Chemistry 113 Lab Monday 3:15
Professor Sara Bowden
Dorothy Crowfoot Hodgkin
Dorothy Crowfoot Hodgkin was born on May 12, 1910 in Cairo, Egypt and died on July 29, 1994 in Shipston-on-Stour, England. Her parents were the archaeologist, John Winter Crowfoot, who was also a classical scholar, and his wife, her mother, was Grace Mary Crowfoot Hood. Up until the age of four, she and her parents lived in Egypt in the expatriate community. Then, they moved back to England. During World War I, she lived with relatives.
She, in 1921, attended the Grammar School of Sir John Leman. She only really saw her parents during one extended visit and occasionally during summer breaks. In other words, she never really saw her parents; she did not let it get to her though. Actually, it inspired her to work even harder in not only school, but also in life and everything else she ever did. Her goal was to make a difference in the world and to be successful; I think she accomplished both of these things.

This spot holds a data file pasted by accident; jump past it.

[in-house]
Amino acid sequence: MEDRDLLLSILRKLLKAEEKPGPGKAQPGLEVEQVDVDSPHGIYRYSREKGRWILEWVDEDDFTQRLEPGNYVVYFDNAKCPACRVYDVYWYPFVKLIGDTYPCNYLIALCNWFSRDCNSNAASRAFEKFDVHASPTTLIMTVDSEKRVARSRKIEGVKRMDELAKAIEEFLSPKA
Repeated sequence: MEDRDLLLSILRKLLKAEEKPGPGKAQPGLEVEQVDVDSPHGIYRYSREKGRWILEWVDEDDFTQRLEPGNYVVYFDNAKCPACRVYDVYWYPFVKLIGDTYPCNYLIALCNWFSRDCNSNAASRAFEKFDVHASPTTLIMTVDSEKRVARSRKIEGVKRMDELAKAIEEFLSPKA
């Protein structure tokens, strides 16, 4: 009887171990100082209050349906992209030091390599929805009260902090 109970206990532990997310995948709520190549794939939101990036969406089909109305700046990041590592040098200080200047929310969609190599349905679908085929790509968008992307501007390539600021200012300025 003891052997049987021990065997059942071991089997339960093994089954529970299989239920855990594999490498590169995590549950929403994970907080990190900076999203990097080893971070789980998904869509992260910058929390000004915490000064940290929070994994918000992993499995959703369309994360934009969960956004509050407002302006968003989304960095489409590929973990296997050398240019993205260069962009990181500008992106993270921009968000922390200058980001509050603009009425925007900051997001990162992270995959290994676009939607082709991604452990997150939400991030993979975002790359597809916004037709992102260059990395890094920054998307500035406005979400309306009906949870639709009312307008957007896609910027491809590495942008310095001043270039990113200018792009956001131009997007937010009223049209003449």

Even at a young age, she loved science, chemistry in particular, and at age eighteen, she started to attend Oxford University. Later, she studied under John Desmond Bernal at the University of Cambridge. Here, she learned x-ray crystallography’s potential which is used for determining the atomic and molecular structure of a crystal By measuring the intensities and angles of the diffracted beams, a crystallographer, which examines the arrangement of atoms in solids, can produce, with in the crystal, a three dimensional picture of the electrons’ density. First, she started with pepsin, and then she went on to study penicillin, insulin, and vitamin B12 In 1933, she moved back to the University of Oxford after being awarded a fellowship. She was offered, in 1934, by Robert Robinson, crystalline insulin, a small sample. It really caught her imagination because of its wide range of effects in the body and how intricate it actually is....
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